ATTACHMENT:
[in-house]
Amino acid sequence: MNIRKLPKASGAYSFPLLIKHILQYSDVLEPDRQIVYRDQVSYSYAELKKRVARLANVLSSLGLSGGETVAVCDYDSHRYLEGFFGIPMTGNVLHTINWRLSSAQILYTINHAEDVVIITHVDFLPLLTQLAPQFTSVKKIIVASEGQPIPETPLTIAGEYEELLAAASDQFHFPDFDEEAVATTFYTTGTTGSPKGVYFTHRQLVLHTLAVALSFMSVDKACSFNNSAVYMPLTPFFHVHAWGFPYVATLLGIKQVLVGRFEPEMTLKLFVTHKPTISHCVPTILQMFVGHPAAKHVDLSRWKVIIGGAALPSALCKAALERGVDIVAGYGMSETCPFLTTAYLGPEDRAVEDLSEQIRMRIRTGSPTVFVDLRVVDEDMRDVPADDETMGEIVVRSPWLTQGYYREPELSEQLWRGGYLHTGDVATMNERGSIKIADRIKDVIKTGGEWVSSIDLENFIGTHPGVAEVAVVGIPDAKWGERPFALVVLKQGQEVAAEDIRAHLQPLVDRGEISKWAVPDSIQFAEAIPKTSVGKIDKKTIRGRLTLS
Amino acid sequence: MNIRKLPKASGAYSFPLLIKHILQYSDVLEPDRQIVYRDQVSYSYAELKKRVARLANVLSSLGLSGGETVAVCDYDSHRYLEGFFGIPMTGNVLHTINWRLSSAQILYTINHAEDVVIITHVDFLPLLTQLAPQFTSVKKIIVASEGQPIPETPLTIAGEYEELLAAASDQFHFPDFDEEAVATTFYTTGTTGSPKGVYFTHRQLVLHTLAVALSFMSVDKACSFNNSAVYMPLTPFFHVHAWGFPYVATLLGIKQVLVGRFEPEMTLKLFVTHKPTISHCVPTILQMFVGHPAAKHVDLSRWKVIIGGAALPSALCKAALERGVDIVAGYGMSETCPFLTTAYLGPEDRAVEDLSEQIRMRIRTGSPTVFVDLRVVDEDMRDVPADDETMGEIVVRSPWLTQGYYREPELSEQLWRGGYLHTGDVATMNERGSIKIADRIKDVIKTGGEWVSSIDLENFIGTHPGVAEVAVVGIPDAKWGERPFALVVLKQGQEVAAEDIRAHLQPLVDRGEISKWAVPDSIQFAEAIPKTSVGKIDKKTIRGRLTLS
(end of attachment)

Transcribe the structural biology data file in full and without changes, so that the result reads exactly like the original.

[in-house]
Amino acid sequence: MNIRKLPKASGAYSFPLLIKHILQYSDVLEPDRQIVYRDQVSYSYAELKKRVARLANVLSSLGLSGGETVAVCDYDSHRYLEGFFGIPMTGNVLHTINWRLSSAQILYTINHAEDVVIITHVDFLPLLTQLAPQFTSVKKIIVASEGQPIPETPLTIAGEYEELLAAASDQFHFPDFDEEAVATTFYTTGTTGSPKGVYFTHRQLVLHTLAVALSFMSVDKACSFNNSAVYMPLTPFFHVHAWGFPYVATLLGIKQVLVGRFEPEMTLKLFVTHKPTISHCVPTILQMFVGHPAAKHVDLSRWKVIIGGAALPSALCKAALERGVDIVAGYGMSETCPFLTTAYLGPEDRAVEDLSEQIRMRIRTGSPTVFVDLRVVDEDMRDVPADDETMGEIVVRSPWLTQGYYREPELSEQLWRGGYLHTGDVATMNERGSIKIADRIKDVIKTGGEWVSSIDLENFIGTHPGVAEVAVVGIPDAKWGERPFALVVLKQGQEVAAEDIRAHLQPLVDRGEISKWAVPDSIQFAEAIPKTSVGKIDKKTIRGRLTLS
Amino acid sequence: MNIRKLPKASGAYSFPLLIKHILQYSDVLEPDRQIVYRDQVSYSYAELKKRVARLANVLSSLGLSGGETVAVCDYDSHRYLEGFFGIPMTGNVLHTINWRLSSAQILYTINHAEDVVIITHVDFLPLLTQLAPQFTSVKKIIVASEGQPIPETPLTIAGEYEELLAAASDQFHFPDFDEEAVATTFYTTGTTGSPKGVYFTHRQLVLHTLAVALSFMSVDKACSFNNSAVYMPLTPFFHVHAWGFPYVATLLGIKQVLVGRFEPEMTLKLFVTHKPTISHCVPTILQMFVGHPAAKHVDLSRWKVIIGGAALPSALCKAALERGVDIVAGYGMSETCPFLTTAYLGPEDRAVEDLSEQIRMRIRTGSPTVFVDLRVVDEDMRDVPADDETMGEIVVRSPWLTQGYYREPELSEQLWRGGYLHTGDVATMNERGSIKIADRIKDVIKTGGEWVSSIDLENFIGTHPGVAEVAVVGIPDAKWGERPFALVVLKQGQEVAAEDIRAHLQPLVDRGEISKWAVPDSIQFAEAIPKTSVGKIDKKTIRGRLTLS